Ralph Hasenhuttl keen to put trust in youth as he looks to Southampton’s future
Ralph Hasenhuttl is ready to give youth a chance in the coming weeks as the Southampton manager looks to turn the club back into one of the world’s best production lines.
Saints return to action after the coronavirus suspension at Norwich on Friday night, when they will look to pull further away from the relegation zone and plot towards a brighter future.
Southampton are keen to get back to the success enjoyed under the likes of Nigel Adkins, Mauricio Pochettino and Ronald Koeman after a turbulent few years, with Hasenhuttl the man trusted to bring about that change.
The 52-year-old recently signed a new four-year deal and has been fine-tuning the ‘SFC Playbook’, a philosophy for the whole club to follow, in a bid to aid the development pathway.
Asked if young players would likely get a chance during the upcoming period, Hasenhuttl said: “Hopefully, yes. This (playbook) was a big project we started in the beginning of the coronavirus break and we had lots of time to work on this.
“It will help us for the incoming players, the youth players, for the youth coaches. Everybody knows now how we want to play, how we want to develop our players.
“The situation with five subs and the fact that a few players are leaving us in the summer, maybe, gives them a chance.
“We will clearly look at who are the players that can help us immediately and then give them time, trust and a chance to show up. This will happen, that’s for sure.”
Gareth Bale, Alex Oxlade-Chamberlain, Luke Shaw and Adam Lallana are among those to have coming through the Southampton academy, while newly-appointed captain James Ward-Prowse came through the system.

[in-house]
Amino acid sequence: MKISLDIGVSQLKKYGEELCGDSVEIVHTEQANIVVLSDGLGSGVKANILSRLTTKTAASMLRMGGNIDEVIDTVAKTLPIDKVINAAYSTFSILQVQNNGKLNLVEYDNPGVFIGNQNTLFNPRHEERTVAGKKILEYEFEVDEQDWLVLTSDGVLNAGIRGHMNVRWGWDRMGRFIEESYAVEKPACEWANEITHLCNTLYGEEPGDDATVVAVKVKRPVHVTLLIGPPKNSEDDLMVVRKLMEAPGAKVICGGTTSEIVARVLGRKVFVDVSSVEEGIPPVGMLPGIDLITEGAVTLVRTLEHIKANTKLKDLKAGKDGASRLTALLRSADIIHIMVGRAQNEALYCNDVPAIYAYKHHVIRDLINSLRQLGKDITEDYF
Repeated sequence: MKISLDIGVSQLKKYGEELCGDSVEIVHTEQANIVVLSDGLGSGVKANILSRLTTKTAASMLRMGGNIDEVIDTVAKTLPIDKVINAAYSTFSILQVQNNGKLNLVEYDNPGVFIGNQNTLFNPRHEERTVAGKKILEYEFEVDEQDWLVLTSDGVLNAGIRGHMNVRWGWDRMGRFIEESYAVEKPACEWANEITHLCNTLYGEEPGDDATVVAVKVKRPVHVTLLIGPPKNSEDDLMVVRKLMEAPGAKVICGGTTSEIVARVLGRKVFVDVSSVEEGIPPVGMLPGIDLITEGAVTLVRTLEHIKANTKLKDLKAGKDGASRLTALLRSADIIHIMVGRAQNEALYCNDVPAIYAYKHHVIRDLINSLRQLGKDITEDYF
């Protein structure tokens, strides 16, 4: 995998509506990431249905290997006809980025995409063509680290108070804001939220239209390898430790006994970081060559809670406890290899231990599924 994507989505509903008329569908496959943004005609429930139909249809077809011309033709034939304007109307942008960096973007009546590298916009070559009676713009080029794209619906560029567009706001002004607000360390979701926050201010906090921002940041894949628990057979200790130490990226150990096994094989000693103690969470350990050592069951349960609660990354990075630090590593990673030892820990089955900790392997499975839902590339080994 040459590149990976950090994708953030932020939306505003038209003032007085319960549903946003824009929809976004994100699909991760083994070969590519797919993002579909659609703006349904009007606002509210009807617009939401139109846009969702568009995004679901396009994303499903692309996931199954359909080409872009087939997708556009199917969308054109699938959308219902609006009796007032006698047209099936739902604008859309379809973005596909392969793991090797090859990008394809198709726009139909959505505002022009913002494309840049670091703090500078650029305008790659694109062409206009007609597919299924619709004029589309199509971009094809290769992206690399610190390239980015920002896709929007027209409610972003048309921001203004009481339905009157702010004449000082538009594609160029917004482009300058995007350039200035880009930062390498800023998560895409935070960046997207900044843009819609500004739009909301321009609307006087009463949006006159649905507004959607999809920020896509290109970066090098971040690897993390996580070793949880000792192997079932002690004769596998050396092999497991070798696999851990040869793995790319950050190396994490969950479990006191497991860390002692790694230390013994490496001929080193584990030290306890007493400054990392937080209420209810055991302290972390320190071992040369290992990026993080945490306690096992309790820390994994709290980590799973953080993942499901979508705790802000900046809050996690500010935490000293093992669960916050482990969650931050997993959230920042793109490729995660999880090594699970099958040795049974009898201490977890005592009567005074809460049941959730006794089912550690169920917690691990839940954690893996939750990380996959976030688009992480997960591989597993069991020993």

The club’s talent pool has not been quite so fruitful in recent years, but the drive is to improve that.
“I cannot say why it was so difficult in the last few years to bring through young players to the Premier League,” Hasenhuttl said.
“But all over the world this hunt for the most talented players gets tougher and tougher all the time.
“Big teams have changed their philosophy and don’t always want to pay big money for just popular players. They also want to take big talents.
“This makes it so difficult to bring good talent in the academy. This market is quite hot and that makes it difficult.
“What you have to do now is work with the players you have here and try to develop them as quick as possible.
“If they are not individually the best players then you can develop them in a tactical way that they know immediately what they have to do when they come up to us in the first team.
“That helps massively to make a bigger and quicker impact in the first team. This is the way we want to go in the future. This should improve their chances of making earlier first-team appearances.
“The way will always be the same. Players will come here to develop, they go with us for a few years. If they are really good, then they will leave us and go to bigger clubs.
“On the other side we have the profit of having a very good player in our team for three years.”
Asked if the goal is to return to being one of the world’s leading developers of youth, he said: “Yes. This is a special way
“For us there are not a lot of alternatives because we cannot ask for £50million transfers every year. This is not possible for us.
“There’s an interesting way for us to go that means you sometimes lose your talent to others. But there is so much talent out there and even for us it is possible for us to bring good players in.
“We will especially try to bring in young players, develop them and as a team be successful.”